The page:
Do you control for these factors when you compare government and private schools?
We do.

In introductions to Aser reports you acknowledge that the gaps in learning between government and private school students narrow significantly when you factor in family background but the data is presented without this qualification…
How many things are you going to do? To do that [present data after factoring background in] you have to run regressions. I have written extensively about that.

But data presented without that caveat, implying that private schools are more efficient, have many activists believing that Aser pushes for privatisation. How do you respond to this?
I have written about this extensively. But this is the reality. This is the data. And whether you like it or not, that is the perception the parents have and that is why more and more parents are going for private schools. But we are not pushing privatisation. The difference narrows and we have talked about that.

Can you not control for all the datasets in which you compare learning achievements of children in government and private schools?
But that is not data, that is a paper. You are between a rock and a hard place. If we give data for all schools combined, private schools complain. If we separate, we are accused of pushing privatisation. But for the data table you cannot control because that would make it an analysis.

Your reports are used to buttress arguments to remove the ban on detention in primary school from the Right to Education Act. Do you have a stand on this issue?
We have never had a stance on it. You know it will have certain consequences and one of them is this [low outcomes]. Am I saying holding back a child is a good thing? No! Of course not. But the survey results are an early warning sign.

Informally, many states already had a no-detention policy up to Class 5. We think in terms of watershed years – end of primary school [Class 5] was one and that is when many dropped out. The jumps in curriculum levels – from Class 5 to 6 and from Class 8 to 9 – are different from the changes from Class 4 to 5 and Class 7 to 8.

We know where they will face most difficulty. Do not hold the child back but there has to be some way of addressing the deficit. Learning levels were low and slow to change from 2005 to 2010, but after 2010, there was a drop. Suddenly the focus shifted to playgrounds and boundary walls. I am not saying those are not important but whatever little attention learning got also went away. The teachers had to deal with elections and Census [enumeration] along with continuous comprehensive evaluation [mandated by the Right to Education Act, it involves constant tracking of a child’s progress in place of a year-end exam] which took years to figure out.

We have also been accused of constantly testing a child leading to stress – but unless you know where the deficits are, how will you address them? The government’s policy-making is like a patchwork – you have a crisis somewhere, you put a patch over it.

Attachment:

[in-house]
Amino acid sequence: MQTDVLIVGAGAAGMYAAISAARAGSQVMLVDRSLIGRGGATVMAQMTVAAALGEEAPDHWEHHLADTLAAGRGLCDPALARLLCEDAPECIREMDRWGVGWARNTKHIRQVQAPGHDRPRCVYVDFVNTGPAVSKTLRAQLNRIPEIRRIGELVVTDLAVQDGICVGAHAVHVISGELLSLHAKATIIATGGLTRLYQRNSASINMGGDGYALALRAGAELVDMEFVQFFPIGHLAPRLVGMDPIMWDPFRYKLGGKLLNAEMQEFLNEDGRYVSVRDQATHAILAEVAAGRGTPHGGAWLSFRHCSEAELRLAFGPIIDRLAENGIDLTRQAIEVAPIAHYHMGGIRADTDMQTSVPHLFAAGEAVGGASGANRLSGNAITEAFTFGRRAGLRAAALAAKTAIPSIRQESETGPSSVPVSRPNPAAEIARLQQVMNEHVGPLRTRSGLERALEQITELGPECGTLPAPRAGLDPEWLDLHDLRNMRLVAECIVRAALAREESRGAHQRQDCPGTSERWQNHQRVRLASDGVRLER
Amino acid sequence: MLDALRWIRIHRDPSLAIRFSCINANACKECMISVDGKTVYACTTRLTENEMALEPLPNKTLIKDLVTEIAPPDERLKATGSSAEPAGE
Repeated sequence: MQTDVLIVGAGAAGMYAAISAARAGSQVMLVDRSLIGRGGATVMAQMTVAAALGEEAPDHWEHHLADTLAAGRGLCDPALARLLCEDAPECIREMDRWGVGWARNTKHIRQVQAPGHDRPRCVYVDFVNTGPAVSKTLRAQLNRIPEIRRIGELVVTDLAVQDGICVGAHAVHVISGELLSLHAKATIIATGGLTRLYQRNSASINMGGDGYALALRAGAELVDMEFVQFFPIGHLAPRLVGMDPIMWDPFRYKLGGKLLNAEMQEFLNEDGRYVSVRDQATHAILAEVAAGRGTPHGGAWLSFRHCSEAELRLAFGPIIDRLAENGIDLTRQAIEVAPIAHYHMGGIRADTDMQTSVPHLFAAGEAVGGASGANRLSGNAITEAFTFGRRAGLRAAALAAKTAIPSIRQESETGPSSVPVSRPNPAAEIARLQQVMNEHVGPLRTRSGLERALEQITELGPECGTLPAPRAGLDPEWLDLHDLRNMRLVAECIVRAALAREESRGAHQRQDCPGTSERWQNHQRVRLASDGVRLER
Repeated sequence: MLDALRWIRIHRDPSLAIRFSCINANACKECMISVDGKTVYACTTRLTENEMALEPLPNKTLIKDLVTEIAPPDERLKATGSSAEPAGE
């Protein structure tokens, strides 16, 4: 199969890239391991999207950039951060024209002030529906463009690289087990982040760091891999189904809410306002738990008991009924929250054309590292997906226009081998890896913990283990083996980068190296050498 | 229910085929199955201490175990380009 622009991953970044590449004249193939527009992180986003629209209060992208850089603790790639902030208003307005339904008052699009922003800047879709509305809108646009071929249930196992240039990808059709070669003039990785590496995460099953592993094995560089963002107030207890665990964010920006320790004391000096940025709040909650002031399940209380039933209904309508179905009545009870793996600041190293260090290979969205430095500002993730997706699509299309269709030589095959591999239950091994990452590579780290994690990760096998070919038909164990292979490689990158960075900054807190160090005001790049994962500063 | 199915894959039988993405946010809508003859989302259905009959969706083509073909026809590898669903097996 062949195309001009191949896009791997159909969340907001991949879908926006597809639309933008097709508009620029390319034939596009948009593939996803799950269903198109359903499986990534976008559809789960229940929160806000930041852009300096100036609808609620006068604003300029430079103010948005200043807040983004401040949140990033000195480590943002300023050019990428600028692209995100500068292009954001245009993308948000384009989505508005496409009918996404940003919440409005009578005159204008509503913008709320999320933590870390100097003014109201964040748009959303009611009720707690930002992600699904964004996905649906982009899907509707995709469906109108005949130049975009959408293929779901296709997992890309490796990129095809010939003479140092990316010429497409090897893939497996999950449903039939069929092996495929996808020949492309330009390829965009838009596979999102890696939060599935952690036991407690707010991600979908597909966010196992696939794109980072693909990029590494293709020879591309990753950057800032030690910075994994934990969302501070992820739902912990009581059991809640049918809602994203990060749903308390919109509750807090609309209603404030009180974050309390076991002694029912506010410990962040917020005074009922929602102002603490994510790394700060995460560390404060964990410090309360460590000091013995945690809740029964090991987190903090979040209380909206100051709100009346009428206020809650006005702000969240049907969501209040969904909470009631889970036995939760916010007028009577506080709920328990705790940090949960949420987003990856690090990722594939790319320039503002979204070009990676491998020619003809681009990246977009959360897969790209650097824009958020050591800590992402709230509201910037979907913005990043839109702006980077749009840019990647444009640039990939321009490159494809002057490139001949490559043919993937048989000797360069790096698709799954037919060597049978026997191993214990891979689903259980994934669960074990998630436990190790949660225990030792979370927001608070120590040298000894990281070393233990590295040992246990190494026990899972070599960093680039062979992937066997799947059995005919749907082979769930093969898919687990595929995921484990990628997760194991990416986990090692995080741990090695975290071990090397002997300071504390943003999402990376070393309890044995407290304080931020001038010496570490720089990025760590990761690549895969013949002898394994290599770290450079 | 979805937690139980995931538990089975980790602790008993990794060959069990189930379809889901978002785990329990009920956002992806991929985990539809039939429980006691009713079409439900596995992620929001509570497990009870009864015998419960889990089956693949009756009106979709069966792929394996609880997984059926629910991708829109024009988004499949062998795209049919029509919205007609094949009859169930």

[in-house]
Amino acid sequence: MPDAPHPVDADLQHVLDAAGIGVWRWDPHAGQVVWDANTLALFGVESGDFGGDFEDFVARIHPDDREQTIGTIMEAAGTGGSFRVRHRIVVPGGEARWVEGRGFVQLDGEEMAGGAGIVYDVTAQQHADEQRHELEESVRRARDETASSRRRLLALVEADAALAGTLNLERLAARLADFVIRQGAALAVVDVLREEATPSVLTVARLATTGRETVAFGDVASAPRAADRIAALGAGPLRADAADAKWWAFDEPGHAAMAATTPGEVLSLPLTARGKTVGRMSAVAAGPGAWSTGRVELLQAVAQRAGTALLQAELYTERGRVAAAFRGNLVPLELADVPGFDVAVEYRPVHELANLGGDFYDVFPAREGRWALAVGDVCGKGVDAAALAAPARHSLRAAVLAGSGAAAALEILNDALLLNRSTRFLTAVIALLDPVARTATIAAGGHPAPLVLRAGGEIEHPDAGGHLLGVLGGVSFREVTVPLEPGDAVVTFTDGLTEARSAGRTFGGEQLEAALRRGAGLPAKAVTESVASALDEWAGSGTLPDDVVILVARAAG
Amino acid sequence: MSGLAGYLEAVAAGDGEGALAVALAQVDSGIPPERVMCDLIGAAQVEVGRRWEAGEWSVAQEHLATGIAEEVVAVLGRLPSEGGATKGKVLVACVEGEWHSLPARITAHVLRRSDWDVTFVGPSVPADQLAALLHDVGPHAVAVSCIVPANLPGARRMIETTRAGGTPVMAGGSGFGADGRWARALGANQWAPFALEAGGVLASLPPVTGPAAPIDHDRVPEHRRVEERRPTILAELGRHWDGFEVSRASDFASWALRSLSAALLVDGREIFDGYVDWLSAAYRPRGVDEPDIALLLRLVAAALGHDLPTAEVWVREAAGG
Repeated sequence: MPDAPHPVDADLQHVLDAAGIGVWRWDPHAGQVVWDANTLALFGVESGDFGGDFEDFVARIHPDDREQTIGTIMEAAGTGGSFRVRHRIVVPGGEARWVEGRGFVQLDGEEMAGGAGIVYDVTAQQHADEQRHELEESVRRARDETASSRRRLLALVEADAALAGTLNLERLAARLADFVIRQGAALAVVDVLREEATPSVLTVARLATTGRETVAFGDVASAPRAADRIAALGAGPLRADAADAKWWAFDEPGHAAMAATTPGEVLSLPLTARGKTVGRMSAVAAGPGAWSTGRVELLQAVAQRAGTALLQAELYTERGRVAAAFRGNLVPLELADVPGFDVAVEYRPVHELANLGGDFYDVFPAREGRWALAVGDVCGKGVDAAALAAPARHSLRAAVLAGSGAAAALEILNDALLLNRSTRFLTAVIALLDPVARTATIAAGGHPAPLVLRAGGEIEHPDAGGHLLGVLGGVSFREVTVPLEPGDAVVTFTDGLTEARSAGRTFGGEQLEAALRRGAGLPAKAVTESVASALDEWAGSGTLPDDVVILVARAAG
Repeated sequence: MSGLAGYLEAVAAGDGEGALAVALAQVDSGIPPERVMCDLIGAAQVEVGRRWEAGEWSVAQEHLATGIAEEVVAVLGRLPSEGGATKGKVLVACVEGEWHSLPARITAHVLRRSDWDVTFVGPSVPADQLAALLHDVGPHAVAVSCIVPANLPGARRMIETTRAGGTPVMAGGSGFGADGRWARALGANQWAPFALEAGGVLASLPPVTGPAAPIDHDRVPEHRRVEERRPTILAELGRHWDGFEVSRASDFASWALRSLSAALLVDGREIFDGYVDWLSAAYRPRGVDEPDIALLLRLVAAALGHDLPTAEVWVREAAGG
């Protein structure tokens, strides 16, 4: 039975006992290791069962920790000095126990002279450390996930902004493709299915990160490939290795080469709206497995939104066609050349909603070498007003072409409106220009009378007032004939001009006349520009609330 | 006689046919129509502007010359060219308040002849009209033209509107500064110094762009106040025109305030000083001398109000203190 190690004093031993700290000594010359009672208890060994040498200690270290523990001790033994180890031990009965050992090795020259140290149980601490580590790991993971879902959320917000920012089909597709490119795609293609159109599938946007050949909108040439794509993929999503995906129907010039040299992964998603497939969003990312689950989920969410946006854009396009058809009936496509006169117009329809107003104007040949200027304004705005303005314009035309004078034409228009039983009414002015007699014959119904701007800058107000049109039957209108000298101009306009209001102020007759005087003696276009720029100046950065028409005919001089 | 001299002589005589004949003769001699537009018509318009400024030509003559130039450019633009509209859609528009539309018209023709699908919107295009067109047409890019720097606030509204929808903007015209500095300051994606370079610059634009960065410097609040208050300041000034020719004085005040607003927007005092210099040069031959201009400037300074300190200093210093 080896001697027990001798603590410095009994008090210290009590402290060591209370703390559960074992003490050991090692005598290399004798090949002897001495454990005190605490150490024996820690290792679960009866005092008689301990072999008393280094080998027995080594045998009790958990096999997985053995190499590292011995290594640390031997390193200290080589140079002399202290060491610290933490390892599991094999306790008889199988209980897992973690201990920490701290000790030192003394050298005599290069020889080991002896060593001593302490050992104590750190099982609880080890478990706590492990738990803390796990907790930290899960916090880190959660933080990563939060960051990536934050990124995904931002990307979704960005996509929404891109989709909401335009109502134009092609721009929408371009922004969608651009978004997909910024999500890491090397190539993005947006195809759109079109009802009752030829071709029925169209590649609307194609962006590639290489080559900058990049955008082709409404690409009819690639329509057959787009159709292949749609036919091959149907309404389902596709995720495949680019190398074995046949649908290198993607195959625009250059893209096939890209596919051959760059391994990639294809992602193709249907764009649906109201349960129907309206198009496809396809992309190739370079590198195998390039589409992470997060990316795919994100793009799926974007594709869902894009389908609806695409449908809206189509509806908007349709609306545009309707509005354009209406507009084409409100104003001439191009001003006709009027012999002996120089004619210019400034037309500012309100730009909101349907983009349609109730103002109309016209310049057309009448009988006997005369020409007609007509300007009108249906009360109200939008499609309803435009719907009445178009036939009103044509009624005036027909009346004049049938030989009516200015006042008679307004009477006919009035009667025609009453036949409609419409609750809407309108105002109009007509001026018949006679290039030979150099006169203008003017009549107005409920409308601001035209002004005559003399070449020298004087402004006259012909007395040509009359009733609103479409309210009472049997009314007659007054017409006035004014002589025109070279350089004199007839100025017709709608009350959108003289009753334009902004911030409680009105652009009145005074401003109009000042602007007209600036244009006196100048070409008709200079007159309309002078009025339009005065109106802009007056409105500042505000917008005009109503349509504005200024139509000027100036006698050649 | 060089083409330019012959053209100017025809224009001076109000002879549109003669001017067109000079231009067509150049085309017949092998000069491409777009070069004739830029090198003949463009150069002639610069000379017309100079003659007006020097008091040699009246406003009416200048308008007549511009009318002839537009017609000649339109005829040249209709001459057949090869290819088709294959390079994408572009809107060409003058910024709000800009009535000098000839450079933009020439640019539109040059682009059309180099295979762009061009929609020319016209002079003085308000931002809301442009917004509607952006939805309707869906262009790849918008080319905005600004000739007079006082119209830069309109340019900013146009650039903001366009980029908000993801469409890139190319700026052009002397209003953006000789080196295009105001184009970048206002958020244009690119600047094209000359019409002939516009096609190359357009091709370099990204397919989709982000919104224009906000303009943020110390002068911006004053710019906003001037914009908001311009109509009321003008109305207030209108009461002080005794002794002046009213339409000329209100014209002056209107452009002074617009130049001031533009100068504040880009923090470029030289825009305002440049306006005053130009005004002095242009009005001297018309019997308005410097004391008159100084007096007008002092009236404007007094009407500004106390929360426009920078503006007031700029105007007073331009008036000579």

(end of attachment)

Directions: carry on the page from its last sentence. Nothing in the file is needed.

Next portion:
Now there are discussions on extending the Right to Education to children below six and in the 14-16 age-group. What do you make of the policies being considered?
Early childhood is certainly important but all pieces have to fit together. It is under a different ministry altogether [the Ministry of Women and Child Development].

With the debate on detention, we have come full circle. First, the government removed exams because they were too stressful and now we are back to exams.

Suddenly the government is pushing vocational education. Just 5% kids in the 14 to 18 age-group [in Beyond Basics] were taking some courses. If you push vocational, it cannot be for those kids, who are not academic or are poor. They are aspirational too. It has to be recognised as a viable alternative to an academic route by everybody. How do kids know if they like it if it is not integrated into schooling from Class 6, 7 or 8?

Are other types of surveys planned? Also, will Beyond Basics be an annual survey?
The 14-18 [age] group is the first cohort of post-RTE [Right to Education] kids who were entitled to eight years of schooling and automatic promotion. Enrolment in Class 8 doubled from 11 million in 2004 to 22 million in 2014. Many children are going beyond Class 8. But if a young person in this age group drops out, they are unlikely to go back to continue. What is going on in these years?

We do not know yet if this will be an annual exercise. We hope to start a conversation. At some point we want to do a survey on early childhood.

What has been Aser’s impact?
For data to be useful and to feed back into policy, it has to be reliable, comparable and available frequently. When we went in, we planned to do it for five years.

In January 2009, at a consultative meeting, academics, government officials and other NGOs unanimously agreed that we should continue. Doing an assessment will not change things. But the objective, and we have been fairly successful, was to bring learning to the centre.